Tuesday, December 21, 2004

Firefox Security

I came across this MSDN Blog: http://blogs.msdn.com/ptorr/archive/2004/12/20/327511.aspx

  • Installing Firefox requires downloading an unsigned binary from a random web server
  • Installing unsigned extensions is the default action in the Extensions dialog
  • There is no way to check the signature on downloaded program files
  • There is no obvious way to turn off plug-ins once they are installed
  • There is an easy way to bypass the "This might be a virus" dialog

It makes a good point about the differences in how Microsoft implements security differently than Firefox.

1 comment:

Napalm said...

"Installing Firefox requires downloading an unsigned binary from a random web server" -- Hmm, let's talk about unsigned. Almost all, if not all, critical security updates and any update for that matter put out from microsoft isn't signed. So how do we know Microsoft isn't putting any back doors in. How do we know microsoft's site hasn't been compromised and we're all downloading malicious patches. Hmm...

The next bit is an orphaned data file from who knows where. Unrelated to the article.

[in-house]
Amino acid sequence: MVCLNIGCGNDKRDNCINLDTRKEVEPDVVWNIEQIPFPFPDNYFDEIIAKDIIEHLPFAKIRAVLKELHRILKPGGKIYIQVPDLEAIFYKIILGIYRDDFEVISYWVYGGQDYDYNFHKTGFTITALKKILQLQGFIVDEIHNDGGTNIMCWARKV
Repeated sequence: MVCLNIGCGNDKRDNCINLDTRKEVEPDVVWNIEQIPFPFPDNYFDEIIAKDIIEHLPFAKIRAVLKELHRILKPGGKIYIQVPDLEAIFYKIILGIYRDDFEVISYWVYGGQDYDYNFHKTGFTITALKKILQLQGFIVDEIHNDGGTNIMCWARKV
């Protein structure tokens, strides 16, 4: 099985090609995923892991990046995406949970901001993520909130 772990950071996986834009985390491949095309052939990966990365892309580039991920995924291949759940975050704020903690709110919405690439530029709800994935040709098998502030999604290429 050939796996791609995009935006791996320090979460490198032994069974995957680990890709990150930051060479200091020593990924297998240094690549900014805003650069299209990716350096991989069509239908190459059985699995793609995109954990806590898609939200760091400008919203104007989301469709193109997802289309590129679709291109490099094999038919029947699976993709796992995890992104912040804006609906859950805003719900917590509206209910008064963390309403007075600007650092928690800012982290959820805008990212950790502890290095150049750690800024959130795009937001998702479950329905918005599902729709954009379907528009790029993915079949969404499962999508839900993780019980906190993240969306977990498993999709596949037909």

Installing unsigned extensions? It does tell you it's unsigned. And it does warn you that you should only install extensions that you trust.

No obvious way to turn off plugins? Maybe under tools? Don't have to be a genious to find it.

Oddly enough with the whole trust thing... Most people tend to trust the open source code, like Firefox, over companies that don't release their source code. How does one know that the company isn't saving and recording your data and your keystrokes and sending them back to the company. With open source, the entire world can see what is going on. Granted you have to know how to read code, but hey, it's better than not seeing it at all.

Side note... the only thing I generally find my self using IE for is windowsupdate. If firefox worked with that, i'd be set!